10 Faculty Tracks Tenure: civilian, full-time
Non-tenure: uniformed, some civilian

11 Pathways in Non-tenure Track
Clinician-Investigator Education, Research, Clinical, Prof service Clinician-Educator Education, Clinical, Professional service Research prefix: focus = science Clinical prefix: focus = clinical teaching and clinical practice Tenure ineligible only

12 USU Expectations Qualifications for Faculty Membership
Scholarship Peer Review Teaching Professional Service Institutional Citizenship

13 Scholarship (Boyer) Scholarship Reconsidered: Priorities for the Professorship, Carnegie Foundation, 1990. Discovery (original, disciplined research) Integration (innovative thinking which combines and connects various disciplines) Teaching (communicates understanding) Application (engagement with society, building bridges between theory and practice) Application: how knowledge can be used in a practical situation Aspects of scholarship are not mutually exclusive and there is overlap. Teaching and Application are the scholarship domains emphasized for non-prefixed appointments for Clinician-Educators

14 Schulman L. The Scholarship of Teaching. Change. 1999;31(5):11.
Elusiveness of Scholarship of Teaching Glassick CE. Acad Med. 2000;75: To be scholarship, work (teaching) must: Be made public Be available for peer review and critique according to accepted standards Be able to be reproduced and built on by other scholars Schulman L. The Scholarship of Teaching. Change. 1999;31(5):11.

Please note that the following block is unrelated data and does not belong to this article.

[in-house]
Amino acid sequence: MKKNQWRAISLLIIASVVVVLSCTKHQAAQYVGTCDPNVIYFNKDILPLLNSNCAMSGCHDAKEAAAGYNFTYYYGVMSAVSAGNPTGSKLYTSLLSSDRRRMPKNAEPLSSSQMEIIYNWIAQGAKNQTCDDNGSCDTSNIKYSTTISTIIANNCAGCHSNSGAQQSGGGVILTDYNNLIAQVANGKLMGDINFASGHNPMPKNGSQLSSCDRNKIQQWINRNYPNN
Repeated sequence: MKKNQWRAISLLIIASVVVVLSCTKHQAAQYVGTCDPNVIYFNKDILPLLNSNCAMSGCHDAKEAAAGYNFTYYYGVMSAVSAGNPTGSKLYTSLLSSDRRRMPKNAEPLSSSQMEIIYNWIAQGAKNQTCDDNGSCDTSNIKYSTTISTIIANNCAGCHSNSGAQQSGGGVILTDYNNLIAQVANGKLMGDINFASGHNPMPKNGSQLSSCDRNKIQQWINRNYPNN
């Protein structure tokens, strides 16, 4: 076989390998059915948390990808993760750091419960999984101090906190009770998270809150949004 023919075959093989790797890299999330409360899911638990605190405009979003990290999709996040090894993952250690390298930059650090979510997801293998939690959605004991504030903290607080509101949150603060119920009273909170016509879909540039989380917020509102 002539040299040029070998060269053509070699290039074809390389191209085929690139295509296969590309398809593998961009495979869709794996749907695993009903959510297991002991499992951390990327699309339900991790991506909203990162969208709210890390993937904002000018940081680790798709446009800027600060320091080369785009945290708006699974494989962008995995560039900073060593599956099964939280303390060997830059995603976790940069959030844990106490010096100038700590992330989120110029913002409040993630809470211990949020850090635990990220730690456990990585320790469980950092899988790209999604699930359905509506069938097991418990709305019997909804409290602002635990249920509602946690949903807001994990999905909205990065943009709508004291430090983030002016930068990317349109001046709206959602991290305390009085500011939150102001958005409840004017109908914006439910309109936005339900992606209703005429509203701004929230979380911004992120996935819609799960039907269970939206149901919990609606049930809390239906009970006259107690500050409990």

15 Scholarship in Teaching Fincher R. et.al. Acad Med. 2000;75:887-94.
“Teaching…can be scholarly if appropriate evidence is presented to show that defined standards have been met.” Products: Web-based materials, textbook publications, curriculum units or teaching modules, CME presentations, curricular change, community education Challenge: provide the evidence

16 Scholarship of Application Shapiro ED, Coleman DL. Acad Med
Application of clinical expertise alone does not constitute scholarship; it does when Systematically assess effectiveness of techniques Communicate it to allow others to benefit Service is scholarship when Assess pt satisfaction and communicate it Common Aspect of Scholarship of Application Dissemination of useful, testable, reproducible information to others

17 Peer Recognition of Scholarly Activity (1)
Original manuscripts, review articles, case reports, books, chapters Principal authorship or significant contribution to position papers, field manuals, practice guidelines Patent applications Acquisition of external funding 1100:7.2.1

18 Peer Recognition of Scholarly Activity (2)
Invited presentations (meetings, other institutions) Institutional utilization of educational materials Service on study sections, research review boards, editorial boards, reviewer 1100:7.2.1

19 Peer Recognition of Scholarly Activity (3)
Election to learned societies, organizational awards Selection as military specialty consultant Selection as teaching chief, residency director, educational director 1100:7.2.1